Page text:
Dope smoked to cope with post-quake grief

SASHA BORISSENKO
Last updated 09:27 28/02/2014

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A man with cannabis plants "riddled throughout his property" says they were a way of coping with grief after his partner died in the CTV building in the Christchurch earthquake, the Nelson District Court has heard.

Peter Wayne O'Connell, 55, pleaded guilty to cultivating cannabis after police uncovered "an extensive amount of cannabis" as part of a wider summer campaign to crack down on growers in the region.

Prosecutor Sergeant Chris Stringer told the Nelson District Court police completed a search on January 22 and recovered five plants of up to 1.5 metres tall along with others "riddled throughout his property".

As part of their national cannabis operation police flew over and spotted the plants at the address.

O'Connell explained to the police that they were only for medicinal use.

Defence lawyer Mark Dollimore said he wished to emphasise that police went out of their way to rule out the use of supply.

O'Connell suffered physical and emotional trauma relating to the fact his partner died in the CTV building in the Christchurch earthquake.

He had undergone counselling for his grief.

He was also due to undergo surgery on his leg and he also suffered extensive back pain.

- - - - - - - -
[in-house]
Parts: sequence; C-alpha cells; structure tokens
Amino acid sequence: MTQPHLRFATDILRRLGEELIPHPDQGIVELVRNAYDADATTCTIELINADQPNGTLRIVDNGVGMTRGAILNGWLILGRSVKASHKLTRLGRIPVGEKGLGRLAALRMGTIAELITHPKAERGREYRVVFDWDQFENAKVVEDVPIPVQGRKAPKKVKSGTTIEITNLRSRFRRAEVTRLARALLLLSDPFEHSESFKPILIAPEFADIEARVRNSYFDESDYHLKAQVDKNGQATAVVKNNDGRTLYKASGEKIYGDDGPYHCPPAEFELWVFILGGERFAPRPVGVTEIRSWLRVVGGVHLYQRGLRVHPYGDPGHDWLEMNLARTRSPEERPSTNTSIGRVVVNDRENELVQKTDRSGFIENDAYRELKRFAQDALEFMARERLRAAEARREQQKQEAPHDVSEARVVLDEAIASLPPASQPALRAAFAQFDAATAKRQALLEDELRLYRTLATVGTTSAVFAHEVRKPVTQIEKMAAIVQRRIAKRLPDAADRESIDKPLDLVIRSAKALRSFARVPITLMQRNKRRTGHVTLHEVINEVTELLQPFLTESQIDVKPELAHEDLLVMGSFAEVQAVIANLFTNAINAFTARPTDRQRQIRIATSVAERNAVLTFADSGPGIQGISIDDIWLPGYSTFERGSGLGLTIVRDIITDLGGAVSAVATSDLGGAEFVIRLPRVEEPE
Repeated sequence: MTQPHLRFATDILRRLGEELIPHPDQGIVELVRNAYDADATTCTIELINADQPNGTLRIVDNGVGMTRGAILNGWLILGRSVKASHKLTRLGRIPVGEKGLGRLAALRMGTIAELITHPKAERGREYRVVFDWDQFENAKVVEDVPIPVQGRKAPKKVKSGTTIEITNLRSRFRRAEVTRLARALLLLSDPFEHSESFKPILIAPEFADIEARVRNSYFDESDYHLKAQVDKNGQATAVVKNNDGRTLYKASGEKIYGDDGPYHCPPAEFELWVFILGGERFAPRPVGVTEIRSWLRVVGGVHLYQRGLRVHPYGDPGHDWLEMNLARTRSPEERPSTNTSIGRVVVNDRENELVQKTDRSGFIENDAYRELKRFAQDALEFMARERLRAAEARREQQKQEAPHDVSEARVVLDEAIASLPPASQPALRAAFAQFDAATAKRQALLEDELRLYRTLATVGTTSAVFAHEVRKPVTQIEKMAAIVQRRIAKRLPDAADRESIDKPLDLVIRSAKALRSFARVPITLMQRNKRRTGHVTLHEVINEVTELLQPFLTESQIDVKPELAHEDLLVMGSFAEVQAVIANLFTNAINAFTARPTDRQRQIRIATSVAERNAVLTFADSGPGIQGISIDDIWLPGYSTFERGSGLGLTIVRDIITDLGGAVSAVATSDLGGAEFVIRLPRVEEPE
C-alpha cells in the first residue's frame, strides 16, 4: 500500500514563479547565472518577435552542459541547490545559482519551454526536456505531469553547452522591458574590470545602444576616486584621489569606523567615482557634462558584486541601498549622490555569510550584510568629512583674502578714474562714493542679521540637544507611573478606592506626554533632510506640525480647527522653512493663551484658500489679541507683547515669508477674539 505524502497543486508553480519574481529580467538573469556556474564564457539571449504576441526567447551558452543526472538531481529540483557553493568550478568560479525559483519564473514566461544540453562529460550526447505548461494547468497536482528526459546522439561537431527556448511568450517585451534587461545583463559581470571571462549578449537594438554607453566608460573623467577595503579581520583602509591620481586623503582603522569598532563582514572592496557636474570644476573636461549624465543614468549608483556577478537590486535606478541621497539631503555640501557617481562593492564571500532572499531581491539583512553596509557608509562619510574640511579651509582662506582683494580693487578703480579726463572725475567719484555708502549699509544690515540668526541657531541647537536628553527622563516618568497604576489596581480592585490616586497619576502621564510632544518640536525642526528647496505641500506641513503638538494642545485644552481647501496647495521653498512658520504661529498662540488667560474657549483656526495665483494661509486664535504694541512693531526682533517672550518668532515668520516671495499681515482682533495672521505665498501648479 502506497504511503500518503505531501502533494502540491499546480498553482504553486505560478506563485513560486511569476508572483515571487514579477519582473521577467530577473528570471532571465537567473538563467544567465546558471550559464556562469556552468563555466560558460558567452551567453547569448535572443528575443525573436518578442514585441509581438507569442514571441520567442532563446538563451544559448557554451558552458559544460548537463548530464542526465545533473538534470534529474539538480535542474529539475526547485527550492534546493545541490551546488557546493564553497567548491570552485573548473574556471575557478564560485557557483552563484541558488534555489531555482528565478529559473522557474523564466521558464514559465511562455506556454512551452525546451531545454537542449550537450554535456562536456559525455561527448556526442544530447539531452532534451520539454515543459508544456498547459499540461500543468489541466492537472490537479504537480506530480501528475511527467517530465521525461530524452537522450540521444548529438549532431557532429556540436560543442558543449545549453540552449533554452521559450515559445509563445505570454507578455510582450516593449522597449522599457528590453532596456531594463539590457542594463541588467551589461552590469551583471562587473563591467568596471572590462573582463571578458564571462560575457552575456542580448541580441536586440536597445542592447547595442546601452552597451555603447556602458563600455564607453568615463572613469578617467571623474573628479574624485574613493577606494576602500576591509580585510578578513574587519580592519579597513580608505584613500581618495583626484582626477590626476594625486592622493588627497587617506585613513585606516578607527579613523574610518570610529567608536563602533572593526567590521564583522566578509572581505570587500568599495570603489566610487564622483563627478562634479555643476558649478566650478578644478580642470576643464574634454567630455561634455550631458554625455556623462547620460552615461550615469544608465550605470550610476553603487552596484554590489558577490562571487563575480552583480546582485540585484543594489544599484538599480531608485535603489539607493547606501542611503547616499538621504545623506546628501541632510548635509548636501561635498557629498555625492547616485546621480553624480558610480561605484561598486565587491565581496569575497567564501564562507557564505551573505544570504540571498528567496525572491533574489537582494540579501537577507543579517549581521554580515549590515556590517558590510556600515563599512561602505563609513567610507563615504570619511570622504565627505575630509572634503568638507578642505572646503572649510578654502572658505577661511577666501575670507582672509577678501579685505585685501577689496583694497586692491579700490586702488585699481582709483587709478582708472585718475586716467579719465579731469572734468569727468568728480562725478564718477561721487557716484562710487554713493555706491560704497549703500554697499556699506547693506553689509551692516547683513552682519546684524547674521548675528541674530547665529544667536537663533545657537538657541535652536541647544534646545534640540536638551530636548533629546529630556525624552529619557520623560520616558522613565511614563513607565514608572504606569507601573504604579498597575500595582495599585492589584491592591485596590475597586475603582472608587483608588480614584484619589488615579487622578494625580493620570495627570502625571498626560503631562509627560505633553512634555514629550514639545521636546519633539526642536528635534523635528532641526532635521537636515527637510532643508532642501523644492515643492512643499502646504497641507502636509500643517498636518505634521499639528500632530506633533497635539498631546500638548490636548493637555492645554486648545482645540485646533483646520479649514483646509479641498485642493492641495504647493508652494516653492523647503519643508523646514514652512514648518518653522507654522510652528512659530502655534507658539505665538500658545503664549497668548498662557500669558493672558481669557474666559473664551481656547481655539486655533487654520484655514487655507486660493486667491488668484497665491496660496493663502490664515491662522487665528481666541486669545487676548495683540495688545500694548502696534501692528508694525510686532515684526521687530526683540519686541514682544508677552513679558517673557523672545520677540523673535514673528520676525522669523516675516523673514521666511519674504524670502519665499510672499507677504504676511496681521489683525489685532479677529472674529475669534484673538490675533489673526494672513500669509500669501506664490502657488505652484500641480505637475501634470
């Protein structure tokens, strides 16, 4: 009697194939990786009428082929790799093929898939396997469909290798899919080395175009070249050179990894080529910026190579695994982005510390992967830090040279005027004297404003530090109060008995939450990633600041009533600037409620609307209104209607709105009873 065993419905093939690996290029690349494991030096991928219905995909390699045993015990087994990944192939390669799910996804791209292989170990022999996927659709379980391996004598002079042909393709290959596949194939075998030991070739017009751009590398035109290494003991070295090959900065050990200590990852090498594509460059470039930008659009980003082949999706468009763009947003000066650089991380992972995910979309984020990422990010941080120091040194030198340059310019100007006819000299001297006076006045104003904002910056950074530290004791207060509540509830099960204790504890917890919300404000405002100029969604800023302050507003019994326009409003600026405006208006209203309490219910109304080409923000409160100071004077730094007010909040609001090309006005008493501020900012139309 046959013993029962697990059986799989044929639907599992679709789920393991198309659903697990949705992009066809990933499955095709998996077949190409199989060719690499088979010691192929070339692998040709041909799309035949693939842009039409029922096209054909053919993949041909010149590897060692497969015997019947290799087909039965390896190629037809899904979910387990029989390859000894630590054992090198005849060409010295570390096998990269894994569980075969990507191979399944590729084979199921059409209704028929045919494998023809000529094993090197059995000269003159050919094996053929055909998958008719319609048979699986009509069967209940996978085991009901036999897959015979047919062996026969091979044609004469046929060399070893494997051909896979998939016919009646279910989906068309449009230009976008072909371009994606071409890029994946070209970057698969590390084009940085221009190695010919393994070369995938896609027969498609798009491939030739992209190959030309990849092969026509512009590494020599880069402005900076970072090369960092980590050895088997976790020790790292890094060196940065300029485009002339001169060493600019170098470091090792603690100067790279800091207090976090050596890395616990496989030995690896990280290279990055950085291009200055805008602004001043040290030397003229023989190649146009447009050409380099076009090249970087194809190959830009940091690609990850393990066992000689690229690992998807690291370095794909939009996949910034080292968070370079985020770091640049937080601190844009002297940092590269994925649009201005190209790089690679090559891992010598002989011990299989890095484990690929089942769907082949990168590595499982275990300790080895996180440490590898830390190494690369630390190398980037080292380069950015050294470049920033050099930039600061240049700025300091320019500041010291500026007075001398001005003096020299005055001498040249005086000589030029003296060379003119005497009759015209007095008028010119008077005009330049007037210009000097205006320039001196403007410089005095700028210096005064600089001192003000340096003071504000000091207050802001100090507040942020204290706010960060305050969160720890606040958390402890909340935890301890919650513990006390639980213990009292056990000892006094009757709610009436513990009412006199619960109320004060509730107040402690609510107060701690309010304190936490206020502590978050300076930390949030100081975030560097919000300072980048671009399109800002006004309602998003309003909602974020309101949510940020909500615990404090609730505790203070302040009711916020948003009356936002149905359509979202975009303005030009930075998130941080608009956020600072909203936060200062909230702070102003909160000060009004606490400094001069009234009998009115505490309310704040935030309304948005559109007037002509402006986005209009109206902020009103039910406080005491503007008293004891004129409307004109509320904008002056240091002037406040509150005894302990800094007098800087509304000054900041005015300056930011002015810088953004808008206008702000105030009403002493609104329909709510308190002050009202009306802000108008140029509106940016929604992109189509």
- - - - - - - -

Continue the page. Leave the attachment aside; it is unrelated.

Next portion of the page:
"I know your honour hears this all the time but he [O'Connell] does not respond well to man-made medication."

But O'Connell promised to readdress the philosophy around the ills of cannabis consumption.

Judge Gregory Ross said O'Connell was effectively a first offender as his previous offences were "unrelated and many a years ago".

The offending as it stood was bad enough where the plants had reached full maturity and were "riddled throughout his property".

It was uncommon to see a defendant that did not "espouse the usual characteristics that came with the pro cannabis campaign".

The issues surrounding his health were compelling arguments, he said.

"May this be a lesson for you as to what is admissible and what is not."

He hoped O'Connell's operation was meaningful so that any future pain would not prompt any further cannabis use.

He was convicted and fined $500 with an order to destroy the plants.

While police have a year-round drug focus, the national cannabis operation officially runs until the end of April.

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